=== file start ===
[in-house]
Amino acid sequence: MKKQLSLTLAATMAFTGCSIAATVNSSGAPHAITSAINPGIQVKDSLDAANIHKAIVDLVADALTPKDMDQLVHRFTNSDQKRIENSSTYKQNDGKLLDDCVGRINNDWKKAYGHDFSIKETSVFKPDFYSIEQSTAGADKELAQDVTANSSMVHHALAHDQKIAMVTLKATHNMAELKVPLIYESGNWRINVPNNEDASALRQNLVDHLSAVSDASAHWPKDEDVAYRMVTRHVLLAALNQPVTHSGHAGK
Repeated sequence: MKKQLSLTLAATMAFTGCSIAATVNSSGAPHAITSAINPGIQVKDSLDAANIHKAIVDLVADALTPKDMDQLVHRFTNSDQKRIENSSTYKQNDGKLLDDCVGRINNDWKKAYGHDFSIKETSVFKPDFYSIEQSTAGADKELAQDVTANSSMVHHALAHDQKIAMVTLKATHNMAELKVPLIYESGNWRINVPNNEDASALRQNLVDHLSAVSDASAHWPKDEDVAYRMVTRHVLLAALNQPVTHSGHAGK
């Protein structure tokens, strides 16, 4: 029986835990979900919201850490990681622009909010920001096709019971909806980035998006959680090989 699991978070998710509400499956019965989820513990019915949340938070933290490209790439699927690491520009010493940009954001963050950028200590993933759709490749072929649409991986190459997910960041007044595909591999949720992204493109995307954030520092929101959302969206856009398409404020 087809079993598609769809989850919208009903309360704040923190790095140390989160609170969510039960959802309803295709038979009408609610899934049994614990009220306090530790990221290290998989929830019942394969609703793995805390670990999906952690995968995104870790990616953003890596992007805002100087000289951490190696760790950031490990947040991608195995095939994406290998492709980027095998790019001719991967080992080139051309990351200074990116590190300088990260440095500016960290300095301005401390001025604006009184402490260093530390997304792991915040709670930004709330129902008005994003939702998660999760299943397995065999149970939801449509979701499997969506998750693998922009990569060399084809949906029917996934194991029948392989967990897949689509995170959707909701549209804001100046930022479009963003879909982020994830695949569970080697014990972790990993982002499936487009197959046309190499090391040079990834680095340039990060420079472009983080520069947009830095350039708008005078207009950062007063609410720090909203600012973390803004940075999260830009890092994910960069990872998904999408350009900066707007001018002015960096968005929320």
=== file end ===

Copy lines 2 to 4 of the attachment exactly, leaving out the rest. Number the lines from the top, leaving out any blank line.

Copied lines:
Amino acid sequence: MKKQLSLTLAATMAFTGCSIAATVNSSGAPHAITSAINPGIQVKDSLDAANIHKAIVDLVADALTPKDMDQLVHRFTNSDQKRIENSSTYKQNDGKLLDDCVGRINNDWKKAYGHDFSIKETSVFKPDFYSIEQSTAGADKELAQDVTANSSMVHHALAHDQKIAMVTLKATHNMAELKVPLIYESGNWRINVPNNEDASALRQNLVDHLSAVSDASAHWPKDEDVAYRMVTRHVLLAALNQPVTHSGHAGK
Repeated sequence: MKKQLSLTLAATMAFTGCSIAATVNSSGAPHAITSAINPGIQVKDSLDAANIHKAIVDLVADALTPKDMDQLVHRFTNSDQKRIENSSTYKQNDGKLLDDCVGRINNDWKKAYGHDFSIKETSVFKPDFYSIEQSTAGADKELAQDVTANSSMVHHALAHDQKIAMVTLKATHNMAELKVPLIYESGNWRINVPNNEDASALRQNLVDHLSAVSDASAHWPKDEDVAYRMVTRHVLLAALNQPVTHSGHAGK
């Protein structure tokens, strides 16, 4: 029986835990979900919201850490990681622009909010920001096709019971909806980035998006959680090989 699991978070998710509400499956019965989820513990019915949340938070933290490209790439699927690491520009010493940009954001963050950028200590993933759709490749072929649409991986190459997910960041007044595909591999949720992204493109995307954030520092929101959302969206856009398409404020 087809079993598609769809989850919208009903309360704040923190790095140390989160609170969510039960959802309803295709038979009408609610899934049994614990009220306090530790990221290290998989929830019942394969609703793995805390670990999906952690995968995104870790990616953003890596992007805002100087000289951490190696760790950031490990947040991608195995095939994406290998492709980027095998790019001719991967080992080139051309990351200074990116590190300088990260440095500016960290300095301005401390001025604006009184402490260093530390997304792991915040709670930004709330129902008005994003939702998660999760299943397995065999149970939801449509979701499997969506998750693998922009990569060399084809949906029917996934194991029948392989967990897949689509995170959707909701549209804001100046930022479009963003879909982020994830695949569970080697014990972790990993982002499936487009197959046309190499090391040079990834680095340039990060420079472009983080520069947009830095350039708008005078207009950062007063609410720090909203600012973390803004940075999260830009890092994910960069990872998904999408350009900066707007001018002015960096968005929320």